The Greek-American R&B Legend Who Passed as Black

Posted in Articles, Arts, Biography, History, Media Archive, Passing, United States on 2019-09-22 02:49Z by Steven

The Greek-American R&B Legend Who Passed as Black

Zócalo Public Square
2018-12-17

Kristen E. Broady, Dean and Professor of Economics
College of Business
Dillard University, New Orleans, Louisiana


An Excelsior Records advertisement features R&B pioneer Johnny Otis between blues singer Jimmy Rushing and bandleader Gerald Wilson. Courtesy of Flickr.

Johnny Otis Felt He Had Been ‘Saved’ by the Political, Spiritual, and Moral Force of African-American Culture

If a role exists in black music that Johnny Otis couldn’t play, it would be hard to find. Known as the godfather of rhythm and blues, Otis was a bandleader, talent scout, singer, drummer, minister, journalist, and television show host. Between 1950 and 1952, Johnny and his band recorded 15 top 40 R&B blues hits. He discovered, produced and promoted a roster of stars, including Etta James, Little Esther, and Jackie Wilson.

Otis was not only a trailblazer in the world of music but also a religious leader and political activist. Born seven months after the beginning of the 1921 Tulsa Race Riot, he lived through Supreme Court decisions that decriminalized interracial marriage, barred racial gerrymandering of political districts, and ended covenants barring black Americans from owning property. He witnessed the inauguration of the nation’s first African-American president and was a friend of Malcolm X and an enemy of racial oppression. Yet Johnny Otis, arguably one of the most important figures in mid-century black music in America, was not actually black. He was white, passing as black

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The new one-drop rule: challenging the persistence of white supremacy with in-service teachers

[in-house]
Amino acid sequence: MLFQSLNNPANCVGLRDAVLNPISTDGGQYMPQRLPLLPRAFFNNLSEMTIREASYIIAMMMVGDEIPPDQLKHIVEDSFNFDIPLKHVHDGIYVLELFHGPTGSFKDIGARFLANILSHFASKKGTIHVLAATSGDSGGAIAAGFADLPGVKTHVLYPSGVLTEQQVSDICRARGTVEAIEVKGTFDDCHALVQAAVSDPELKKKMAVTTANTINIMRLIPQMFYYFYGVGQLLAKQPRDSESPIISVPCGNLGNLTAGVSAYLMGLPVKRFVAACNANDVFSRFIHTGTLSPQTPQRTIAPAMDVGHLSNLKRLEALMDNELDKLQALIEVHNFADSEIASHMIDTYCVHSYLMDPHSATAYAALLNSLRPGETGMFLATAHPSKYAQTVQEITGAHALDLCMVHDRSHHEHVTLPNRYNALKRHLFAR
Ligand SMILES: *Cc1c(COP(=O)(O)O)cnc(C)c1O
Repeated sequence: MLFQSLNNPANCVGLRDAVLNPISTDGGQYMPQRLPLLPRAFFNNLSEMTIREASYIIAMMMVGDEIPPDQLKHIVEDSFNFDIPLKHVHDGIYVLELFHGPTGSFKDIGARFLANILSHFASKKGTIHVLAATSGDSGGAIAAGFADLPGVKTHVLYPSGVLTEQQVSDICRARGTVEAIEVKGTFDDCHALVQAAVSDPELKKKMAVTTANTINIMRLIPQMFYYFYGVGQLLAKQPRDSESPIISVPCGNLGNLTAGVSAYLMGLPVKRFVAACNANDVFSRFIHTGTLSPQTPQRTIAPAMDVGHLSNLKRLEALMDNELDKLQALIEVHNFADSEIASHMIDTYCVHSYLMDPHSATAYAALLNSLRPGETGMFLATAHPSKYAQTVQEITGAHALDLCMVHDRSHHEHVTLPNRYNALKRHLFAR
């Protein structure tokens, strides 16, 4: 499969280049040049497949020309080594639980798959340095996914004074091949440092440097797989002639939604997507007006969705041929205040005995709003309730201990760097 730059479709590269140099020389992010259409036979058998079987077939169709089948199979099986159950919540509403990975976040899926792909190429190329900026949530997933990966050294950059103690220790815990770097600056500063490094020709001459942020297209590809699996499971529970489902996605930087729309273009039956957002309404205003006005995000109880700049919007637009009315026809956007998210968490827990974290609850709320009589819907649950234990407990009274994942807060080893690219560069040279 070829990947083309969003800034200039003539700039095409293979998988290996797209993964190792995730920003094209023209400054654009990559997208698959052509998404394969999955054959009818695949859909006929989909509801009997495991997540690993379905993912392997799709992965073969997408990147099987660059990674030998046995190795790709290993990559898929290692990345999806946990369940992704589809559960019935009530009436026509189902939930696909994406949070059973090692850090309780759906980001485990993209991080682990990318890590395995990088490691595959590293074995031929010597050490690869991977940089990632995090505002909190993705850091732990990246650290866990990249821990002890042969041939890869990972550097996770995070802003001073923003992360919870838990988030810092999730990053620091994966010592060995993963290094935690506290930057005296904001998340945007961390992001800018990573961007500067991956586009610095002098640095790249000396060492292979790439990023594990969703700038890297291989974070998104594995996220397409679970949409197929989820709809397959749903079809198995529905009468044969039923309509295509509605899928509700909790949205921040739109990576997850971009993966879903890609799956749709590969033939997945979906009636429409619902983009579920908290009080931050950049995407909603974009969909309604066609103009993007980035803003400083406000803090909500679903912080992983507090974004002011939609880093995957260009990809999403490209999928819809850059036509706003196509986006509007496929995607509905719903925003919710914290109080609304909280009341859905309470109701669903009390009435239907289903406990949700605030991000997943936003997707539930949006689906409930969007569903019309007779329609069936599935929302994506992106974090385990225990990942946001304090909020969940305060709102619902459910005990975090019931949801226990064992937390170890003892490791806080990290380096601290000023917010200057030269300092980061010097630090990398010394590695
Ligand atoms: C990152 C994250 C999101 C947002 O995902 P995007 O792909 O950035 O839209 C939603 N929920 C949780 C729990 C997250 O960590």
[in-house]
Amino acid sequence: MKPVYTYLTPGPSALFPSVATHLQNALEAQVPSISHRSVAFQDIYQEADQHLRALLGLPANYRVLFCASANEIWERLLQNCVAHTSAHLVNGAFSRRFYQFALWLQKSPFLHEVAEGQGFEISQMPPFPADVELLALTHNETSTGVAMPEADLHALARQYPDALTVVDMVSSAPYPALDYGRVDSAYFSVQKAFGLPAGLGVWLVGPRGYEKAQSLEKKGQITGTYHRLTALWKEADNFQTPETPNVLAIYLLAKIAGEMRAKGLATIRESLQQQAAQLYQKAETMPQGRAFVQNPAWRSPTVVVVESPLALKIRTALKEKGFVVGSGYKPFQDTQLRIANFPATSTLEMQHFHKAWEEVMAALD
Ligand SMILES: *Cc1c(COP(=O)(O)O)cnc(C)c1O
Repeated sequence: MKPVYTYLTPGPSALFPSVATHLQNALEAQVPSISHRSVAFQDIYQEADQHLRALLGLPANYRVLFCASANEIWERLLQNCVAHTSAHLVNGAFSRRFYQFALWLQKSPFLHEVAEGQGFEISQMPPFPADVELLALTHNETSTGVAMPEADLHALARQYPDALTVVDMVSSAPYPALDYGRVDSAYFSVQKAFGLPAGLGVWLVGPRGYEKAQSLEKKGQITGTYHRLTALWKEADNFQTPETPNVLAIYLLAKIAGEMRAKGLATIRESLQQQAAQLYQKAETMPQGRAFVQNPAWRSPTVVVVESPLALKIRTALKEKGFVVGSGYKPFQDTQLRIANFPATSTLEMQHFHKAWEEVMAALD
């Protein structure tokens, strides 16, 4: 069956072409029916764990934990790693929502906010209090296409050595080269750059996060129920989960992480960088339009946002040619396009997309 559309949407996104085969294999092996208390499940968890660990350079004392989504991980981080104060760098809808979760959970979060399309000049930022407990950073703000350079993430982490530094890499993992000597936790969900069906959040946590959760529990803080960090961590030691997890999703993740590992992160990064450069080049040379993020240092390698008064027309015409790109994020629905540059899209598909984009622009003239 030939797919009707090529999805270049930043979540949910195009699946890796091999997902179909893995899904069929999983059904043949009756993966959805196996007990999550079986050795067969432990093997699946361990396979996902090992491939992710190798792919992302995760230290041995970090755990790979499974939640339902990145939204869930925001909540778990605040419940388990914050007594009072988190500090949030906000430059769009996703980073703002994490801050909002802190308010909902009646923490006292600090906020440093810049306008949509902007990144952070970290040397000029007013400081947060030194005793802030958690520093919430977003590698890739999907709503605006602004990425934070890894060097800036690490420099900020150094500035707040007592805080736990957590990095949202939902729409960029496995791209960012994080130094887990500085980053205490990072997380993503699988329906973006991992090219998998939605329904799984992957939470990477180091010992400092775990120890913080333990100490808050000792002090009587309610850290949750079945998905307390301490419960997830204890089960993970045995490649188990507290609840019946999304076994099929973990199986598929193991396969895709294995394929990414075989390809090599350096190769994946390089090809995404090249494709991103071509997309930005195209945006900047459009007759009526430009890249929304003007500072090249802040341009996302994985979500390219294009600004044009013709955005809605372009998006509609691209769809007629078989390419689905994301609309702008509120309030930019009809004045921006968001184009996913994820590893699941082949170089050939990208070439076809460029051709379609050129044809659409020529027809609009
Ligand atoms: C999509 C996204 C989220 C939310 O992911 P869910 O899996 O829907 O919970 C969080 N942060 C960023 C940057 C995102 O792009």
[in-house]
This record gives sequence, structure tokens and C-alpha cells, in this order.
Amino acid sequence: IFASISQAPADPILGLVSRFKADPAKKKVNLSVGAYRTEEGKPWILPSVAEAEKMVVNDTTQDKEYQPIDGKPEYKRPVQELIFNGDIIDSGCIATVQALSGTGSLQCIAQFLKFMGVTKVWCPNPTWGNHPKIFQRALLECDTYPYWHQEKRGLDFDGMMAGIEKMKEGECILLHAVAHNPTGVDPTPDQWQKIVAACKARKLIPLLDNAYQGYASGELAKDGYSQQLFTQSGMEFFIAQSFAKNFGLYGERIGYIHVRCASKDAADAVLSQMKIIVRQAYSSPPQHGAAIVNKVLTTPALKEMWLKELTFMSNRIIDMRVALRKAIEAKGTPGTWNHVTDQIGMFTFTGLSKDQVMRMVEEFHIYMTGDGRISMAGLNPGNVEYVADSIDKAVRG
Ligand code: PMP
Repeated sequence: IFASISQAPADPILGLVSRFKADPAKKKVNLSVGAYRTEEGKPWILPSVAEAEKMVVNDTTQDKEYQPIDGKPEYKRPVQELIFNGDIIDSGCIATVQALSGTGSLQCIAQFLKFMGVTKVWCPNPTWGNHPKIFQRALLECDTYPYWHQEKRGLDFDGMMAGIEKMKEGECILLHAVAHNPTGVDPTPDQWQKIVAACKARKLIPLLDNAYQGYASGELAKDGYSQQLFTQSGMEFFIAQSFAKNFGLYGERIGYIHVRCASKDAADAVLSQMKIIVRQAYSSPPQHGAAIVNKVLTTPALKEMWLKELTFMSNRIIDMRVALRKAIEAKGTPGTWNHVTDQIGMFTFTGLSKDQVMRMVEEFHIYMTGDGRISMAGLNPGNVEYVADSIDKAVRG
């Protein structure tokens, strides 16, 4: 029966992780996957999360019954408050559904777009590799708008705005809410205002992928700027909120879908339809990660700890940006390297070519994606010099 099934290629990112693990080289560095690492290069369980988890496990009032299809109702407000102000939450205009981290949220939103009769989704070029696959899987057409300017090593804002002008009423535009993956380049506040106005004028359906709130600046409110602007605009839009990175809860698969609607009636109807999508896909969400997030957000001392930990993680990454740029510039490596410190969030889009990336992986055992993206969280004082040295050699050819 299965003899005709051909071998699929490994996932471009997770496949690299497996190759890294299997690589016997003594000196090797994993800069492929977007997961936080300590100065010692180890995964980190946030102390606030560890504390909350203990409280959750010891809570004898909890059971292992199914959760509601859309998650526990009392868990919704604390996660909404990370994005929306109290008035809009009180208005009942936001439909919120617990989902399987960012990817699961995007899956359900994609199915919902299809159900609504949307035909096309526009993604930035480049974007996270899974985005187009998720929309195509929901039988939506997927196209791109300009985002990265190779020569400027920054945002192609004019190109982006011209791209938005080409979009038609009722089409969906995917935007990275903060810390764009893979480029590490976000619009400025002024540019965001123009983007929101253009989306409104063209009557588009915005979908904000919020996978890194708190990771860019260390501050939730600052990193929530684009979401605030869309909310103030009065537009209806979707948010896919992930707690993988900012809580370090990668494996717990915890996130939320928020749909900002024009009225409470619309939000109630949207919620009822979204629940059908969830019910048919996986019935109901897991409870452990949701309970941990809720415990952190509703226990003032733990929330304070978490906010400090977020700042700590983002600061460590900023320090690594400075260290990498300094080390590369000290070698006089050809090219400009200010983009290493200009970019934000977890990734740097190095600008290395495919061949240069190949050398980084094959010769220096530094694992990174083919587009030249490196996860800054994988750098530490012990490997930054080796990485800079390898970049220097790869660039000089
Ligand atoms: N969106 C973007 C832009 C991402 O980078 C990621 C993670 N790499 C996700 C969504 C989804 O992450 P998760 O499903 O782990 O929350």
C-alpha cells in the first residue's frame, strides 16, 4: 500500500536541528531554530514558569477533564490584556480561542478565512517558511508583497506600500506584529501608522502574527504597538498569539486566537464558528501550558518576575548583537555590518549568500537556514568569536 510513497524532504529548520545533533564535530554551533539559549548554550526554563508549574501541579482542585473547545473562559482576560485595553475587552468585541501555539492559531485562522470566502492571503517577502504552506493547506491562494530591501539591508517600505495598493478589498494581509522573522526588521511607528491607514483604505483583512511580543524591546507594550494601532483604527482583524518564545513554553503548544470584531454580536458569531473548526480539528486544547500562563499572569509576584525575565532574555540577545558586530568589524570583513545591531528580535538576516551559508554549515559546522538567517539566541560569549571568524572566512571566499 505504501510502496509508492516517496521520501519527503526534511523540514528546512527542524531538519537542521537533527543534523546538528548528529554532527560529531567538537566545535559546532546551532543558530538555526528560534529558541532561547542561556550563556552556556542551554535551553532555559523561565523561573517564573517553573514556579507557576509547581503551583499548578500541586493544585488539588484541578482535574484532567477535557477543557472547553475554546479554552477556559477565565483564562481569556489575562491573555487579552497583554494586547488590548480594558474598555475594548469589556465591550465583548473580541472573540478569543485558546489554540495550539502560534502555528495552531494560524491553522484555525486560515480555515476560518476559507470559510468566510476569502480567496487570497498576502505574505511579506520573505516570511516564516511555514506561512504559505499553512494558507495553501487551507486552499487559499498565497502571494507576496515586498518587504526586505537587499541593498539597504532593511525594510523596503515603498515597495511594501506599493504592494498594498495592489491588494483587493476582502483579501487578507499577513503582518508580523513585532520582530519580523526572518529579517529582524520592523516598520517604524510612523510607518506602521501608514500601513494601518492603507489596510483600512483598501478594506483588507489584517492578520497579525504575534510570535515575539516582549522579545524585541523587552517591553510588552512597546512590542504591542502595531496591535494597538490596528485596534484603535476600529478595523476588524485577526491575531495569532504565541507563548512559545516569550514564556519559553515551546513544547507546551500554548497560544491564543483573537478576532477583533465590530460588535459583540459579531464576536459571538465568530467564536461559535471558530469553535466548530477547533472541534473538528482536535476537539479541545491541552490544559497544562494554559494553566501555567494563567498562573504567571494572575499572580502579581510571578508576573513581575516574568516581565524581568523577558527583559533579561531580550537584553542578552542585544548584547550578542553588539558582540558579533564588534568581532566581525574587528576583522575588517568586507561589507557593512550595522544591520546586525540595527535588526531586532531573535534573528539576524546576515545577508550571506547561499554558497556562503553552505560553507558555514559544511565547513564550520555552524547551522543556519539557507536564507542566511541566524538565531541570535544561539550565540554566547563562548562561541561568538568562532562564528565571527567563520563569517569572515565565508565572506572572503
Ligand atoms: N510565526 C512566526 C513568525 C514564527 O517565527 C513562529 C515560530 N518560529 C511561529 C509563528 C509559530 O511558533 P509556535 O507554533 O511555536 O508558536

Posted in Articles, Media Archive, Teaching Resources, United States on 2019-09-22 02:27Z by Steven

The new one-drop rule: challenging the persistence of white supremacy with in-service teachers

Teaching Education
Volume 29, 2018 – Issue 4: What is To Be Done with Curriculum and Educational Foundations’ Critical Knowledges? New Qualitative Research on Conscientizing Preservice and In-Service Teachers
pages 330-342
DOI: 10.1080/10476210.2018.1505841

Benjamin Blaisdell, Assistant Professor
College of Education
East Carolina University, Greenville, North Carolina

Publication Cover

The one-drop rule refers to the process of being racialized Black when someone contains any amount of Black ancestry, i.e. one drop of Black blood. In this article, I use what I call ‘the new one-drop rule’ to explain how even the smallest presence of white discourse can disrupt racial equity work in schools. Based on a critical race study in a racially desegregated elementary school, I illustrate how one drop of white discourse from even one less racially literate white teacher can cause usually more racially literate white teachers to support white supremacy. I also share how collaborative research utilizing critical race theory (CRT) can help schools build greater racial literacy and resist white discourse. I argue that critical research on race with in-service teachers should not forefront the consciousness-raising of resistant white teachers but rather center the wants, needs, and racial knowledge of racially literate teachers and especially teachers of color.

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But in Puerto Rico and other parts of Latin America where racial mixing was common, there are numerous ways to identify racially, with different names for different combinations of skin tones, hair textures, and facial features, such as “negra,” “trigueña,” or “morena.”

Posted in Excerpts/Quotes on 2019-09-22 02:07Z by Steven